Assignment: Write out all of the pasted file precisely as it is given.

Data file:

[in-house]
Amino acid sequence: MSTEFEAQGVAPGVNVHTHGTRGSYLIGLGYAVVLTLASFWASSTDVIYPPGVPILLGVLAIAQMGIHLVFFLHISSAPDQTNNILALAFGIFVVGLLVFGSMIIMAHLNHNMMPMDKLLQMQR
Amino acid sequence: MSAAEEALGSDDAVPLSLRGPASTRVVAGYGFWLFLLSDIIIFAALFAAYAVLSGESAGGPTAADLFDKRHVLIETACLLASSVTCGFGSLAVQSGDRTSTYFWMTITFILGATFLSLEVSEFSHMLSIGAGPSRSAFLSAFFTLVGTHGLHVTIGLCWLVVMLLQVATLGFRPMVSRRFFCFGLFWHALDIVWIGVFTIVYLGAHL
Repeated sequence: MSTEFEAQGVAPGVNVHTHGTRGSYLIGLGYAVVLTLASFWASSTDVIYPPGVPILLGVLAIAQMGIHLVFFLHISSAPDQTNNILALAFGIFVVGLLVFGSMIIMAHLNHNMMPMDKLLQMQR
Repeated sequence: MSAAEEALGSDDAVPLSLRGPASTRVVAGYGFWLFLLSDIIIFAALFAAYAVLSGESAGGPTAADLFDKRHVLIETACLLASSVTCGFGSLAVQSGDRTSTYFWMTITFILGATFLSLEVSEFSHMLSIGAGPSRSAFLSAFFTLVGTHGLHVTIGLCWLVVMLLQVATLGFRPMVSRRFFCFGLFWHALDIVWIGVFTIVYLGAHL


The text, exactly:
[in-house]
Amino acid sequence: MSTEFEAQGVAPGVNVHTHGTRGSYLIGLGYAVVLTLASFWASSTDVIYPPGVPILLGVLAIAQMGIHLVFFLHISSAPDQTNNILALAFGIFVVGLLVFGSMIIMAHLNHNMMPMDKLLQMQR
Amino acid sequence: MSAAEEALGSDDAVPLSLRGPASTRVVAGYGFWLFLLSDIIIFAALFAAYAVLSGESAGGPTAADLFDKRHVLIETACLLASSVTCGFGSLAVQSGDRTSTYFWMTITFILGATFLSLEVSEFSHMLSIGAGPSRSAFLSAFFTLVGTHGLHVTIGLCWLVVMLLQVATLGFRPMVSRRFFCFGLFWHALDIVWIGVFTIVYLGAHL
Repeated sequence: MSTEFEAQGVAPGVNVHTHGTRGSYLIGLGYAVVLTLASFWASSTDVIYPPGVPILLGVLAIAQMGIHLVFFLHISSAPDQTNNILALAFGIFVVGLLVFGSMIIMAHLNHNMMPMDKLLQMQR
Repeated sequence: MSAAEEALGSDDAVPLSLRGPASTRVVAGYGFWLFLLSDIIIFAALFAAYAVLSGESAGGPTAADLFDKRHVLIETACLLASSVTCGFGSLAVQSGDRTSTYFWMTITFILGATFLSLEVSEFSHMLSIGAGPSRSAFLSAFFTLVGTHGLHVTIGLCWLVVMLLQVATLGFRPMVSRRFFCFGLFWHALDIVWIGVFTIVYLGAHL